Fig. 4
figure 4

Illustration of the reinforcement technique with FiberTape leading to a combined load distribution with the independent fixed FiberTape as a protective “safety belt”

The femoral tunnel was drilled through the anteromedial portal in maximum knee flexion and was placed in the center of the native ACL footprint. For tibial tunnel placement, the ACL stump and the anterior horn of the lateral meniscus were used as landmarks.

The graft was first positioned in the femoral socket by tightening the Tightrope RT. A Tightrope ABS button was mounted on the ABS sling on the anterior tibia and the FiberTape was also passed through the button. The graft was fixed over the ABS button in 30 degrees flexion and the FiberTape - InternalBrace – sutures were tied over the tightrope button in full extension. Primary tension of the graft combined with a fibertape supposedly allows for creating a protective safety belt for soft tissues grafts [24]. Tension was done according to the surgeons preference and isometry of the construct. When tensioned in full extension, the movement will not be affected [34, 35] .


The rehabilitation was standardized according to the clinic’s routine. Full weight bearing and full range of motion were allowed immediately postoperatively. Quadriceps strengthening was restricted to closed kinetic chain exercises during the first three months and thereafter rehabilitation was progressed with introduction of sport-specific exercises in order to enable return to the desired activity after 9 months and Biodex® testing showed 90% strength. If the menisci were in need of suturing, a brace was used with a fixed ROM 0–30° for 2 weeks, 0–60° for 2 weeks and 0–90° for another 2 weeks, full weight-bearing was permitted with the support of crutches during the first three weeks. Otherwise the same rehabilitation protocol was used.

Patient evaluation

Demographics were obtained at baseline and included age, gender, injured side, time from injury to surgery and concomitant injuries.

The Knee injury and Osteoarthritis Outcome Score (KOOS) [36], was obtained preoperatively and at 12 months postoperatively. Preoperative physical examination included: measurement of range of motion (ROM), Lachmann test, anterior drawer test and pivot shift test. Grading of the ROM, Lachmann, anterior drawer test and pivot shift test was done in accordance to the International Knee Documentation Committee (IKDC) knee examination form [37].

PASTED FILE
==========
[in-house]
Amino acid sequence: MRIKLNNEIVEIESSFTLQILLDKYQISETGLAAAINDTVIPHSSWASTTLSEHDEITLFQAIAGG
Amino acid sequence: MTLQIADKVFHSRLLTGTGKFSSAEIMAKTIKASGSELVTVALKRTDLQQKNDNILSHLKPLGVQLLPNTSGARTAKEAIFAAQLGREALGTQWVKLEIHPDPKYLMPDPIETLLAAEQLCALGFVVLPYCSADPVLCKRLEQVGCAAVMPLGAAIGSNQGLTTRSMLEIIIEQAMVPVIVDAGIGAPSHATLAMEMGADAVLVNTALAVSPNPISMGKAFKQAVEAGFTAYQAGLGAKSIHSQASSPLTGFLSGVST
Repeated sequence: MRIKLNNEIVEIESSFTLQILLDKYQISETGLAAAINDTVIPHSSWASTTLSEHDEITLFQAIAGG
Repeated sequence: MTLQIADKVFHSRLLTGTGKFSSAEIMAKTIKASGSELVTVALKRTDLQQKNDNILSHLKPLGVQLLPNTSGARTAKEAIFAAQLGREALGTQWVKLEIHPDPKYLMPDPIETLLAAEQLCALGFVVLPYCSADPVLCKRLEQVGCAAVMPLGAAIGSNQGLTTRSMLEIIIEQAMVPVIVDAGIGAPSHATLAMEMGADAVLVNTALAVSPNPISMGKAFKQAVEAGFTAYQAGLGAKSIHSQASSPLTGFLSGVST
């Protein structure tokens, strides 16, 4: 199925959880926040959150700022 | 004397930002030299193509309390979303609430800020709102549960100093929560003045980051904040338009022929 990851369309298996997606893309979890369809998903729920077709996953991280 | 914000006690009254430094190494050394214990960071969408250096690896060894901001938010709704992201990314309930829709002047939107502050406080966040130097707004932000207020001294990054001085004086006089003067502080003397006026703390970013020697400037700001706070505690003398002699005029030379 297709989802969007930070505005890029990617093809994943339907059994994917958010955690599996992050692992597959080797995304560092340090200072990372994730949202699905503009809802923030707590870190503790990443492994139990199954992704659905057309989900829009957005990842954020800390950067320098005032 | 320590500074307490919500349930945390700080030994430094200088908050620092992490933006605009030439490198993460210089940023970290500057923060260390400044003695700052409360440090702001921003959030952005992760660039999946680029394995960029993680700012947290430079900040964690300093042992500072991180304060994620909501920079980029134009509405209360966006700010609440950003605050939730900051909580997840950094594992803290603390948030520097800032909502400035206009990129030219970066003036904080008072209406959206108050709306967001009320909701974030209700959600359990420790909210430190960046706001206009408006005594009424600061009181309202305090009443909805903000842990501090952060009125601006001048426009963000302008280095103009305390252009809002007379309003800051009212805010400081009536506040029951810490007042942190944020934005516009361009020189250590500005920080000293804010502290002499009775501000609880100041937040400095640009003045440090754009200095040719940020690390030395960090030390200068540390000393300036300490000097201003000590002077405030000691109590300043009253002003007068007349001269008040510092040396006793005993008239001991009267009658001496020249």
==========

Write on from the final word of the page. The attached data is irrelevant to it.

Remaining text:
The KT-1000 arthrometer (MEDmetric, Corp., San Diego, CA, USA), was used to evaluate anterior knee laxity preoperatively and 6 months postoperatively. A standard 30 lbs. force, corresponding to a 134-N anterior tibial load, at 20° of knee flexion, was applied. At least 3 measurements of each knee were made, and the median value was registered. Postoperative difference in displacement (side-to-side (STS) difference) values were stratified according to the IKDC knee examination form in three groups: ≤ 2, 3–5, and > 5 mm [37]. “Surgical failure” was defined as an STS difference greater than 5 mm (IKDC grade C and D).

Follow-up examinations at the clinic with visits to the surgeon and physiotherapist were performed at 6 weeks and 6 months postoperatively. At the follow up visits, patients underwent a full physical examination and at 6 months isokinetic strength was also measured with Biodex system 3 (Biodex Medical Systems, Shirley, New York, USA) [38].

Additionally, ACL graft failures, contralateral ACL ruptures and meniscal repair failures with necessity of revision meniscus surgery were recorded during the 24-month study period.

Statistical analysis

For statistical analysis, SPSS® 25.0 (IBM SPSS Statistics, New York, USA) for Mac was used. Comparisons were made in pairs, HT vs. HT + ST and QT vs. QT + ST. To compare parametic and nonparametic variables between the groups the independent t-test and Mann-Whitney U test were used. Nominal variables were tested by the Pearson Chi-squared test. Paired-sampled t test was used for Longitudinal statistics for normally distributed scale variables. The significance level was set at p < 0.05.